Hewlett-Packard today uveiled a Flexible Data Center with an interesting "half-twist" claim and a new design premise.
The 'half twist' is that it claims a 50 percent lower CapEx cost for a greenfield buildout, projected at $8-9 million per megawatt. As for the design, it is meant to resemble the shape of a butterfly (sort of).
According to HP, 'The HP Flexible Data Center is based on a 'butterfly' design featuring four prefabricated quadrants or modules that stem off a central administrative section. The HP offering uses prefabricated or industrial components to improve cost efficiencies as well as a streamlined building process with a variety of options for power and cooling distribution.'
Kfir Godrich, CTO of Technology Services at HP, says that while HP has standardized the physical design of the data center shell, HP offers the customer the option to efficiently customize the final configuration for different power levels by using modular UPSes. Moreover, they can choose from four types of cooling systems designed to be most efficient for different climates, mostly using outside air economizers for primary cooling, with DX cooling units (not chilled water) as backup for those warmer days. Even more interestingly, one choice uses a Kyoto Wheel, which has not gained much traction in the U.S. yet.
Of course, all this begs the question, what does 'efficient' really mean? HP stated that by optimizing the design choices of power and cooling systems options, the Flexible Data Center achieved an impressive annualized PUE of 1.18. This value was taken from a cost comparison study based on output for the example site located in Charlotte, North Carolina. For this site, the cooling system used was indirect evaporation with air-to-air heat exchangers with (DX) assist.
The HP Flexible Data Center specifications in most other respects are very straightforward. Each of the four quadrants are approximately 5,000 SF, built around a rectangular central core of approximately the same size, forming the 'butterfly.' Each section can support up to 800KW of critical load (total of 3.2 MW), with an expected typical power density of 5KW per rack (an average of 160 Watt/SF). However, Kfir Godrich indicated that HP can support up to 30KW per rack if containment systems are used.
Infrastructure simplicity is the watchword for this butterfly design. Each section is independent of the others and has limited redundancy (single generator, switchgear, UPS and cooling system), to minimize cost and complexity. However, HP claims that a 'tier 3 type' of redundancy at the quadrant level can be achieved by considering each section of the butterfly to be a part of the overall computing node, which can mirror the function of another section. Depending on the computing architectural design, each section can be part of the whole, to create a 2N or N+1, purpose built computing system, which would be ideal for cloud type computing. A possibly viable strategy for some Internet cloud computing operations, but it may not satisfy the mission-critical enterprise crowd. However, for those enterprise folks, HP will offer whatever level of electrical and mechanical infrastructure redundancy the customer wants, of course, at an additional price.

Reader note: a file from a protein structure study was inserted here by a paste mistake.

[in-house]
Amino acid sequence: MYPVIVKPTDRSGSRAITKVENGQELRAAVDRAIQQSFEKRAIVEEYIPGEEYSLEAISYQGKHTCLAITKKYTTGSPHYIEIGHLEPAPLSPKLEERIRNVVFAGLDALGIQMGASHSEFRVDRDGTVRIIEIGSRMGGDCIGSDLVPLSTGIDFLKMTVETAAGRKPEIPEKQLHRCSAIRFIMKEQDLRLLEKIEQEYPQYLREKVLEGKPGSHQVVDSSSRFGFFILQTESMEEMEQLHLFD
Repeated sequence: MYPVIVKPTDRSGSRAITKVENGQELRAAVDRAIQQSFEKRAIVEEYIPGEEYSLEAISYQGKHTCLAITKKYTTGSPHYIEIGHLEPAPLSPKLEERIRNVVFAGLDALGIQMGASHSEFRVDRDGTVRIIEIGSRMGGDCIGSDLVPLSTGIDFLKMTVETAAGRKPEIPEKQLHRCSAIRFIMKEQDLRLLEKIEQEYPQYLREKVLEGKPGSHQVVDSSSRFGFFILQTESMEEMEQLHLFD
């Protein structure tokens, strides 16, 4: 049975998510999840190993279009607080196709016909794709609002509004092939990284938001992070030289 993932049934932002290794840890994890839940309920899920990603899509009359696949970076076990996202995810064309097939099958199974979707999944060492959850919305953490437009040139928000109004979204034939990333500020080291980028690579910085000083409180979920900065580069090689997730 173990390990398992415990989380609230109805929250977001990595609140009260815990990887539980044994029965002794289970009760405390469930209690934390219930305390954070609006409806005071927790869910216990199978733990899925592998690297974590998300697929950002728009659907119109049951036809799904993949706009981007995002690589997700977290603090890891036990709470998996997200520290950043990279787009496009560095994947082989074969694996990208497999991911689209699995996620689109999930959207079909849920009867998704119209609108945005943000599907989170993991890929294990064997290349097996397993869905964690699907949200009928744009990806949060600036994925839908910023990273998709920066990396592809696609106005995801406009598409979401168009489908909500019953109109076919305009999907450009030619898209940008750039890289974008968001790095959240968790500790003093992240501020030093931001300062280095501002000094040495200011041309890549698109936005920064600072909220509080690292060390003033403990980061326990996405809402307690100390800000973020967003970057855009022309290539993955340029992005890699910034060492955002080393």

PALO ALTO, Calif., July 27, 2010-HP today introduced a new way for clients to cut capital investment requirements for the design and build of data centers in half while decreasing their carbon footprint by 14 percent.(1)
The patent-pending HP Data Center offers a standardized, modular approach to designing and building data centers that allows clients to replace traditional data center designs with a flexible solution that can be expanded as needed while conserving resources.
?The pressure to save on capital and operating expenditures is one of the most critical issues facing enterprises today, said David J. Cappuccio, vice president and chief of research, Gartner. ?When building new data centers, clients need to consider options that support business growth, while also saving time and costs.
?Financial institutions create an enormous volume of data, which means they need to be able to quickly add capacity to their data center without disrupting business, Bob Cashner, senior vice president, Corporate Properties, Wells Fargo.
?HP FlexDC is a promising new approach to the way organizations can meet computing demands efficiently while addressing capital-intensive data center costs.
Pricing and availability
HP Flexible Data Center is available through HP Critical Facilities Services. Pricing varies according to location and implementation.
The Bottom Line: While giant Megacenters (25-50MW and getting larger) are still being designed and will continue popping up like mushrooms for some time yet (some built by HP), it would seem that HP also thinks we may have an inflection point ahead in the data center size and power curve, and simple and smaller may be the next wave in data centers. HP is looking to cover all ends of the market. Stay tuned, as we will be following to see if this materializes into an increasing trend.